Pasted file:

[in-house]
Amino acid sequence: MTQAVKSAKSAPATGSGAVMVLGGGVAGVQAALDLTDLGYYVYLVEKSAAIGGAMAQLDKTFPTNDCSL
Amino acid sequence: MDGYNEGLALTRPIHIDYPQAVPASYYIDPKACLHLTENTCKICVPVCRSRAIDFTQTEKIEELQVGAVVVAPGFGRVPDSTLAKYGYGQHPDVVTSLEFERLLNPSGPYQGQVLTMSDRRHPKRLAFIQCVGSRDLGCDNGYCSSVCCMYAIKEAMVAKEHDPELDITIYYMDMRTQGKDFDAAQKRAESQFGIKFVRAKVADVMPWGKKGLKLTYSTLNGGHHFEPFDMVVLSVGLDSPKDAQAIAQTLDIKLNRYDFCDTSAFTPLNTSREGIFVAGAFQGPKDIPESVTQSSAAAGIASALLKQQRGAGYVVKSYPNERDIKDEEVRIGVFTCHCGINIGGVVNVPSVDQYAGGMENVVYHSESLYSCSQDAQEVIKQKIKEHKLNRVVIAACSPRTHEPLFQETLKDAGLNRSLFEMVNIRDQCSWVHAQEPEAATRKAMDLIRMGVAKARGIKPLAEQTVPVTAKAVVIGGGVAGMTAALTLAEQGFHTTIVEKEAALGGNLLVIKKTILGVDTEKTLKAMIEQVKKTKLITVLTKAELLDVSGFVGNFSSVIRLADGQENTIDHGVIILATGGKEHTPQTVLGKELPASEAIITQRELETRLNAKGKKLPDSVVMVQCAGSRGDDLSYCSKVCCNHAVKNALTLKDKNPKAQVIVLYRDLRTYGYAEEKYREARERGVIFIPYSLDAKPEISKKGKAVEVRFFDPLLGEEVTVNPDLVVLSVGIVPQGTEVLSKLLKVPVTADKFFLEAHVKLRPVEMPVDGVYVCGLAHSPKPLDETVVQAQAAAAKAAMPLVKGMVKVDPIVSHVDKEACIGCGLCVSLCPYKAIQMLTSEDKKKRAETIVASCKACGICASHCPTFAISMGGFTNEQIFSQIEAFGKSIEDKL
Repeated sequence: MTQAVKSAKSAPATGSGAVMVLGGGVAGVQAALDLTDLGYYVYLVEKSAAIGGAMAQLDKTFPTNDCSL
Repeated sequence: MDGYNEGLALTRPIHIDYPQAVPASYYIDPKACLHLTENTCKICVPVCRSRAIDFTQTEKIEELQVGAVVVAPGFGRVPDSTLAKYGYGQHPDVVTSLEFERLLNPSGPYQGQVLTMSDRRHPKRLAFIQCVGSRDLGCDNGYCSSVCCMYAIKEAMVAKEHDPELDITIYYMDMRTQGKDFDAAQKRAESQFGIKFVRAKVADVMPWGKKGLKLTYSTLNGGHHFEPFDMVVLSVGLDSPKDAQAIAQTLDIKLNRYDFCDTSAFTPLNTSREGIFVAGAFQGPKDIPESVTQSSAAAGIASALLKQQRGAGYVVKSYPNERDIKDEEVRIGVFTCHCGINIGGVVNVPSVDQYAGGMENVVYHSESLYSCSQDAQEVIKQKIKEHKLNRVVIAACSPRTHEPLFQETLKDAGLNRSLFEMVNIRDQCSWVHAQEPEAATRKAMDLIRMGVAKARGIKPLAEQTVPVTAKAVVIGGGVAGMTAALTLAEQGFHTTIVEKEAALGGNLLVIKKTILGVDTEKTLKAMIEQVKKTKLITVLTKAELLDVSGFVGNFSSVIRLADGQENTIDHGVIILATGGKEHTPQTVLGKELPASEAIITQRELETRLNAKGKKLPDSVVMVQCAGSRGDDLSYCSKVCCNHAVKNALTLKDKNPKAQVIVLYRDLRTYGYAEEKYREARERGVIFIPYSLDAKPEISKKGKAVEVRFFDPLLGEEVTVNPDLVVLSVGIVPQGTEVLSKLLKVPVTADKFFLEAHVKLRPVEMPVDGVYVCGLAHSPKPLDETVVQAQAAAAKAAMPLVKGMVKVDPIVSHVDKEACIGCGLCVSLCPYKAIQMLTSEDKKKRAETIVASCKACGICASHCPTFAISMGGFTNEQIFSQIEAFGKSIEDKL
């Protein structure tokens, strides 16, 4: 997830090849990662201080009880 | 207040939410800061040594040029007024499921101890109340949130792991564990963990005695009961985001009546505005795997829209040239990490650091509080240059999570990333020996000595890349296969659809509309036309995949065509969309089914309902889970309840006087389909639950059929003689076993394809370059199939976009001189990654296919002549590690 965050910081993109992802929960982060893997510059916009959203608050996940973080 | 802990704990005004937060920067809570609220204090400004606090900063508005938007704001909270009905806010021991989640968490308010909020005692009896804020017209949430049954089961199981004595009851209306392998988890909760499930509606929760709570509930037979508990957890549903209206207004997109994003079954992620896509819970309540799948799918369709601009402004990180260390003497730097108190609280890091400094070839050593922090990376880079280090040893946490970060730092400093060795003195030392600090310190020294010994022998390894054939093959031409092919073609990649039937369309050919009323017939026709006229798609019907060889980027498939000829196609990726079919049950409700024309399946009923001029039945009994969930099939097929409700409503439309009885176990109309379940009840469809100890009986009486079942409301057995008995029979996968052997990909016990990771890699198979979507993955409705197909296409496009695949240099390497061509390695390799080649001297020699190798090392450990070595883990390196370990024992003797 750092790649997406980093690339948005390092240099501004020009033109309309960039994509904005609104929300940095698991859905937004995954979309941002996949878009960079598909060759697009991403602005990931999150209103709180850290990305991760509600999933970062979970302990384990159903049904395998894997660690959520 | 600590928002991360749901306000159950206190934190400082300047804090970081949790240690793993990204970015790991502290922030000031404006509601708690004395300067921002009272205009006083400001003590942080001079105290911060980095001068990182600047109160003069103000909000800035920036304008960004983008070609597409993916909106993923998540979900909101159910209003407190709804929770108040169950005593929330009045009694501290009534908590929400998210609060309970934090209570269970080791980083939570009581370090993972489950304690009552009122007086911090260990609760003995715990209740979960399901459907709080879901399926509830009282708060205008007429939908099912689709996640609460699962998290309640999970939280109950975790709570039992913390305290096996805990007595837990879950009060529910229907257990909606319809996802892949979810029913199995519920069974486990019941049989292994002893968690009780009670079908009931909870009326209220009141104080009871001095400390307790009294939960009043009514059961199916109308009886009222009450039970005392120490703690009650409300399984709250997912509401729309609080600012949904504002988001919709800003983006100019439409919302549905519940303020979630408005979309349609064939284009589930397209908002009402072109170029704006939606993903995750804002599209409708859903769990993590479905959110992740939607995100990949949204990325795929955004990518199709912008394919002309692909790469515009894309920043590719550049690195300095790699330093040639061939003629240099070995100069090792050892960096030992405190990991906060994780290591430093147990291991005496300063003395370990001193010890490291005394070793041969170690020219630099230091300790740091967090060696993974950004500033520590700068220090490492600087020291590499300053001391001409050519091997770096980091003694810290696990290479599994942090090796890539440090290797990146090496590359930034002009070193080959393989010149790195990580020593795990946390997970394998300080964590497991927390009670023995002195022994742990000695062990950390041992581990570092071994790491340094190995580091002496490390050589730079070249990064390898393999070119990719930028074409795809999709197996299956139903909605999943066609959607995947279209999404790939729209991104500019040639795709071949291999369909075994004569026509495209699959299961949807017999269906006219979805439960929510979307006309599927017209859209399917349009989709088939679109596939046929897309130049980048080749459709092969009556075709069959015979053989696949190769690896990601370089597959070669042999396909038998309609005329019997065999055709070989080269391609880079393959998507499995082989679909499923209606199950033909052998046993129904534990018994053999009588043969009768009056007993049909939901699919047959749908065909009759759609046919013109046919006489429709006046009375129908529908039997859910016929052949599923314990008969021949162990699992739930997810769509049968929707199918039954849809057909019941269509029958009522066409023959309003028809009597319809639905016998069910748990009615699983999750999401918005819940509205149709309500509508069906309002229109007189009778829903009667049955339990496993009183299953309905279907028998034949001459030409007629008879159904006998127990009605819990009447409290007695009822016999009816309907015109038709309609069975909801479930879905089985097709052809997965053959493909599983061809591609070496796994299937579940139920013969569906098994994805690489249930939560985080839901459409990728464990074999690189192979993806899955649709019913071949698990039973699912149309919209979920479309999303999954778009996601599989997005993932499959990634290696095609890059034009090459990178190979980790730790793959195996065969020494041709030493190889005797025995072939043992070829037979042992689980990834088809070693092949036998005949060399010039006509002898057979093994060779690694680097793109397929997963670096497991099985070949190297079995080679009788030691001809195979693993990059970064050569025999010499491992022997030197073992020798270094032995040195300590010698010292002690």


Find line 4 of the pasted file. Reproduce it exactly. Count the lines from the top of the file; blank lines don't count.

Repeated sequence: MTQAVKSAKSAPATGSGAVMVLGGGVAGVQAALDLTDLGYYVYLVEKSAAIGGAMAQLDKTFPTNDCSL